My freshman year of college, I was attracted to a girl who went to what was then called the Church of Christ (Boston Movement). (My understanding is that they’ve undergone a few name changes since then). I went to her church for about 3 months, including undergoing a full immersion baptism in a condo swimming pool. The whole issue of baptism was pushed very fast on me in their Bible study, before I really knew what I was doing, and there was definitely an issue of psychological pressure going on. That night, after I got back to my room and dried off, I broke down and started to cry because I knew that something just didn’t feel right. I called my friend, intending to tell her that I wasn’t going to the Sunday service the next day. She convinced me to ride it out and continue to come, which I did for the next few months.

My parents were upset at my decision for different reasons. My dad felt betrayed, even though he hadn’t really practiced his faith in years (this is a common reaction), and my mom because there had appeared on the local news a story about this church labelling them a cult. This particular church has certain cult-like aspects, including use of “disciplers” who are sort of like spiritual directors. One other aspect is that they insist on all the members of a large metropolitan area meeting in a central location for most of the services. Those that fail to show up could expect to get a phone call from their discipler. In my case, once I was home for the summer, it was very impractical to make it all the way into downtown every Sunday as I was in the far-flung outskirts of the suburbs. I started reading a book by Isaac Asimov called “Beginnings”, which basically was a tour of history going backward to the Big Bang. When asking my fellow church members what they thought of the dinosaurs, I got what I considered some very unsatisfactory answers (Stuff like “The devil put the bones there to confuse us”). I wasn’t about to turn off my brain and accept that, so I quit that particular church and went back to being an agnostic.

Flash forward about 3 years. I met another girl (a freshman at the time) who was Catholic but was a bit more serious about it than I was. She taught the local CCD class. I’m sorry to say that I eventually had a very bad influence on her, and we ended up living together (with all that entails) for a couple years before we finally got married. She was insistent that we get married at the local Catholic parish, and were aided by the fact that the priest didn’t ask too many probing questions about our living arrangements. My wife was a little sensitive to the situation, and therefore opted for a wedding ceremony without a mass – an option that I wasn’t familiar with. We attended church sporadically.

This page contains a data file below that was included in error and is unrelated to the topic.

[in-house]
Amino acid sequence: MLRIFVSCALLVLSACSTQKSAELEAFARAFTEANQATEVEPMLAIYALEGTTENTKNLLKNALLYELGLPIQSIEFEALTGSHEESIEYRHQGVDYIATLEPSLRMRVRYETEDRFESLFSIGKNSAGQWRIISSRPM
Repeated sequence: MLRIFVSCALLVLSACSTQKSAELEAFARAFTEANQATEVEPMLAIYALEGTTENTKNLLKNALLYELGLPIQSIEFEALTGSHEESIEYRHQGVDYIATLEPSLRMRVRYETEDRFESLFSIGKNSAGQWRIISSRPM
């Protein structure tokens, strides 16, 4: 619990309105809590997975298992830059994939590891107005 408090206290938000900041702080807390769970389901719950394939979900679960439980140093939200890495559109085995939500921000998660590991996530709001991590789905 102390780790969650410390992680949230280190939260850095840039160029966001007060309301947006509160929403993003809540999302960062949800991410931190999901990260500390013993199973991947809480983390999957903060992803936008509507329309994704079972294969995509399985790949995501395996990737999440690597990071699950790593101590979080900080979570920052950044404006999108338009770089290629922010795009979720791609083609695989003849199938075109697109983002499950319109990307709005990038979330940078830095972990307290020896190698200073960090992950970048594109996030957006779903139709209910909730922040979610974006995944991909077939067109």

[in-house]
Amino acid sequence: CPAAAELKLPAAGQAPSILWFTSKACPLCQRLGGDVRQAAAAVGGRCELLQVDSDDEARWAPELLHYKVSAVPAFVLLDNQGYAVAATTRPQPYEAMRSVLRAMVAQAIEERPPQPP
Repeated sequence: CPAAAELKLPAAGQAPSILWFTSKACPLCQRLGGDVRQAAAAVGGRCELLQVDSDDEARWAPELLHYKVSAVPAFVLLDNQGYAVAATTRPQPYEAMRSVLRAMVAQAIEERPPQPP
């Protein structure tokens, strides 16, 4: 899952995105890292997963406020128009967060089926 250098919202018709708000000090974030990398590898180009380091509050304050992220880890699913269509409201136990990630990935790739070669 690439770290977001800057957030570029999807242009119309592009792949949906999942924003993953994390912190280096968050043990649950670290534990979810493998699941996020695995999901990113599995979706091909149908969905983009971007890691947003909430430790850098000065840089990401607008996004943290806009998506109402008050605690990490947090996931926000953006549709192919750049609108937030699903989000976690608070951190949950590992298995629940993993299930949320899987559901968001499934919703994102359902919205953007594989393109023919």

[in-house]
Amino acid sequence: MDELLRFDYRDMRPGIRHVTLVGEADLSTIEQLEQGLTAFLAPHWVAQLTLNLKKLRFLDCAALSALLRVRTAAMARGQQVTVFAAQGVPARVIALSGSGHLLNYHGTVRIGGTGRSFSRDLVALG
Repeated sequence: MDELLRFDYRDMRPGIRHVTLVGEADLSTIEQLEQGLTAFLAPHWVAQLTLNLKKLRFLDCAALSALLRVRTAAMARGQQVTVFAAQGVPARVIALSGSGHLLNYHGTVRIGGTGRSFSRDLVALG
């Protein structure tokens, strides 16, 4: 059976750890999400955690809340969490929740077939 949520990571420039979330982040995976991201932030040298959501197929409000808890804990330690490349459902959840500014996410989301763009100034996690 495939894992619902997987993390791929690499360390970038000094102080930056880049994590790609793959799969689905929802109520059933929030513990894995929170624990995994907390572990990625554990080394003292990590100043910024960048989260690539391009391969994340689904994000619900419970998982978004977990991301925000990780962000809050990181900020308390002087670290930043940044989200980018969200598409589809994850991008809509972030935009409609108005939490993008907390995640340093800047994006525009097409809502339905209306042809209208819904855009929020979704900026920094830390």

About a year later, my wife was struck with a sudden need to go to confession. She had been going to a job which she absolutely hated for a few months. During her lunch hour, she noticed that there was a church nearby, and, driven by a need to get out of her office environment, she had been going to the noon daily mass there. The peace she received there proved to be just enough to get her through the day. She made an appointment to go to a priest for confession and spilled her guts over the course of an hour. After that, we went regularly to mass and she eventually convinced me to go to confession too. I have been going to church ever since then. (cont’d)


#9

(cont’d)

It was not a Damascus road experience, and in many ways, I am still converting. I still struggle with getting the “head knowledge” into my “heart”. But I know that there is enough there that I don’t want to go back. It helped my conversion to have a large group of faith-filled young adults to hang with and reinforce each others faith. I consider some of those people my best friends in the whole world and keep in touch with them, even though I am now living in a different part of the country.

Hope that helps.


#10

Thanks! Now I got more reasons to be a Catholic
and praise to Jesus, my Lord.

PaX

[quote=Ahimsa]Why be Catholic?
[/quote]


#11

Stories like yours sometimes make us wonder and ponder
on the thought why we keep on struggling for Christ in the church.